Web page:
Of course, housing isn’t free, so we need to add that back to get our basic income. Rents vary around the country. But let’s say the average for a single person is £98 a week, which brings us to a nice round total of £250 a week or £13,000 a year.
By how much will tax need to increase to fund this? Annual spending on social welfare (including the housing benefit) is now about £230 billion or £4,000 per adult. If all social welfare were replaced by a £13,000 UBI, then taxes would need to increase by £9,000 per adult or £500 billion in total.
The government now collects £700 billion from taxation. This UBI would therefore require taxes to increase by more than 70 per cent. That is impossible. Raising tax rates by so much would end most of the economic activity that gets taxed. The government would fail to collect the extra £500 billion and the economy would be wrecked in the attempt.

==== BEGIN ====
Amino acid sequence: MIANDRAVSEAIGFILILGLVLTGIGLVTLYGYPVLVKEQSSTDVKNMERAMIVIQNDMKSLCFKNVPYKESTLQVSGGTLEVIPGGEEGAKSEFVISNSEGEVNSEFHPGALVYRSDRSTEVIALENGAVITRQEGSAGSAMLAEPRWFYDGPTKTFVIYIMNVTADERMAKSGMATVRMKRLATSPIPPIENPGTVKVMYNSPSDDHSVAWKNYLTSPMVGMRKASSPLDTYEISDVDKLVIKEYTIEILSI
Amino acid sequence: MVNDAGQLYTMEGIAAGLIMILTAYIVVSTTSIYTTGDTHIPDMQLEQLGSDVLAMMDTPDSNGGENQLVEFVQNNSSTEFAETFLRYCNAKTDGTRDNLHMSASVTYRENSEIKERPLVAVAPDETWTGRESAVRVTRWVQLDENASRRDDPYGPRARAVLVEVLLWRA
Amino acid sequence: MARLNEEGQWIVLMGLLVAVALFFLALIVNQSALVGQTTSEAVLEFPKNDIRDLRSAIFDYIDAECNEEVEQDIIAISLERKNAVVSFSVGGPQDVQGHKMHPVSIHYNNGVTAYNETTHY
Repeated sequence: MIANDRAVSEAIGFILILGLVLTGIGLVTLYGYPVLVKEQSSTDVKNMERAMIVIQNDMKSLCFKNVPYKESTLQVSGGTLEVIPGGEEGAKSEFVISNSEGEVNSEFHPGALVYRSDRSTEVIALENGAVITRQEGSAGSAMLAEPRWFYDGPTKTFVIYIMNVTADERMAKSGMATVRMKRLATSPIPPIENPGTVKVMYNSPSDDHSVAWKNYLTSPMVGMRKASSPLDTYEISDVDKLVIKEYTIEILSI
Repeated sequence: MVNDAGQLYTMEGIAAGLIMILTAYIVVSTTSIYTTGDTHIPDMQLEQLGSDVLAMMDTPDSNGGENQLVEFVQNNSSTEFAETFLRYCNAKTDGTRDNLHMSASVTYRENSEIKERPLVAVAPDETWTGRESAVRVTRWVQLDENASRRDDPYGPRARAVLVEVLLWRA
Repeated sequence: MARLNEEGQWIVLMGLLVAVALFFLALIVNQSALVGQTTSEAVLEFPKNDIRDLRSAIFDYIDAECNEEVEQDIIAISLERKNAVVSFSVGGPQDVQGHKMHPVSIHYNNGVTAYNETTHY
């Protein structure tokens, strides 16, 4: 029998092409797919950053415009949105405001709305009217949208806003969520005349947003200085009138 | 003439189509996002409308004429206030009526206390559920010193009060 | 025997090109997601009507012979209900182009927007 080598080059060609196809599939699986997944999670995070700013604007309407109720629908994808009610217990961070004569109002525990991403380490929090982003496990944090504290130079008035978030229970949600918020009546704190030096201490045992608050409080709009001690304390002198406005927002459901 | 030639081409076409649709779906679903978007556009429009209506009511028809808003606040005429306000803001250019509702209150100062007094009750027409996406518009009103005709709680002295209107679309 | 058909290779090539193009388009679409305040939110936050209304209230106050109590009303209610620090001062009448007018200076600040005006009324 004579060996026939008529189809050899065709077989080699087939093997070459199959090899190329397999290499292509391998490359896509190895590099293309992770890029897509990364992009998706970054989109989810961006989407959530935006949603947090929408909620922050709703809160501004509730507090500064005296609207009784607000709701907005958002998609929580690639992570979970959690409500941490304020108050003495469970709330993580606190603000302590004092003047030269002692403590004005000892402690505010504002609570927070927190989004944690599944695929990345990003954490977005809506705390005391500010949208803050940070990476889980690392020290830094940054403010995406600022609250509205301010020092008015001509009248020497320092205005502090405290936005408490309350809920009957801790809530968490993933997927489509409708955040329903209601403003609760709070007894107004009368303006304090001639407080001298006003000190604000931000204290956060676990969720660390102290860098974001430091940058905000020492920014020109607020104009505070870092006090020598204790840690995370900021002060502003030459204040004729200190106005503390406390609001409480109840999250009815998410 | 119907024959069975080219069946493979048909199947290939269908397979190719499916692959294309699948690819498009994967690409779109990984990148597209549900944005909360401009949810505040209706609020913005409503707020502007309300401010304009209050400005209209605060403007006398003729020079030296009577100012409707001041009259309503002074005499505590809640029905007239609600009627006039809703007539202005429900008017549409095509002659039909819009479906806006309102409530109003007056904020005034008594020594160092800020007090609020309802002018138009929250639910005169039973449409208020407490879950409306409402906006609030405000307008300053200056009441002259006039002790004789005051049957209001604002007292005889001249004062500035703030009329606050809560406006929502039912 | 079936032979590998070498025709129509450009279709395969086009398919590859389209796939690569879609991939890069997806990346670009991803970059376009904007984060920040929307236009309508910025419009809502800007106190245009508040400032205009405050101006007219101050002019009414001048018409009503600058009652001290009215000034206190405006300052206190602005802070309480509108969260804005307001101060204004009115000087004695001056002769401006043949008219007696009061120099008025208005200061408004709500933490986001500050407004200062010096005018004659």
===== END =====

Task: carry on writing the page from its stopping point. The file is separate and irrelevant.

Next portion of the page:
Some might reply that this problem arises only because I have set the UBI too high. OK, let’s halve it then, so that it is £6,500 a year and the additional taxes required are only £2,500 per adult or £137 billion. Maybe this much more tax could be collected. But now we no longer get what the UBI was supposed to provide. Because £6,500 is only half what is needed for a basic existence, people are no longer safe from being put out of work by robots, and no longer free to turn their noses up at the jobs on offer from capitalists.
Free marketeers don’t get what they want either. A single mother with three children who cannot work will not get by on £6,500. So she will need some kind of top-up. But now we are back to welfare payments conditional on your circumstances and the perverse incentives and administration costs that come with it. Which is what the UBI was supposed to avoid.
Advocates of the UBI face a dilemma. Either the UBI is set at a level where it can serve its intended purpose, in which case it is fiscally impossible and economically ruinous. Or it is set at a fiscally feasible level, in which case it doesn’t serve its purpose.